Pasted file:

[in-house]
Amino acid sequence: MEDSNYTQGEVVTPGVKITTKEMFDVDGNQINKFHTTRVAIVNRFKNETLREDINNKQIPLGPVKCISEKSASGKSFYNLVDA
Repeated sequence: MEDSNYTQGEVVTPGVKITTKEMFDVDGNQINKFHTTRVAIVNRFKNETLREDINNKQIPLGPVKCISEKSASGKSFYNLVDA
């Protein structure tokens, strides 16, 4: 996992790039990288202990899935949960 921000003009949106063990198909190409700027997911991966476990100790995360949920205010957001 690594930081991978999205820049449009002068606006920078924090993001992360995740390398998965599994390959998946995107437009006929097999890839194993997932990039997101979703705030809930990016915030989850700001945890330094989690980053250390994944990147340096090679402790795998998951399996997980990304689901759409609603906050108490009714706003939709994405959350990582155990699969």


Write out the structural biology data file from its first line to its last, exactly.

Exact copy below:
[in-house]
Amino acid sequence: MEDSNYTQGEVVTPGVKITTKEMFDVDGNQINKFHTTRVAIVNRFKNETLREDINNKQIPLGPVKCISEKSASGKSFYNLVDA
Repeated sequence: MEDSNYTQGEVVTPGVKITTKEMFDVDGNQINKFHTTRVAIVNRFKNETLREDINNKQIPLGPVKCISEKSASGKSFYNLVDA
């Protein structure tokens, strides 16, 4: 996992790039990288202990899935949960 921000003009949106063990198909190409700027997911991966476990100790995360949920205010957001 690594930081991978999205820049449009002068606006920078924090993001992360995740390398998965599994390959998946995107437009006929097999890839194993997932990039997101979703705030809930990016915030989850700001945890330094989690980053250390994944990147340096090679402790795998998951399996997980990304689901759409609603906050108490009714706003939709994405959350990582155990699969």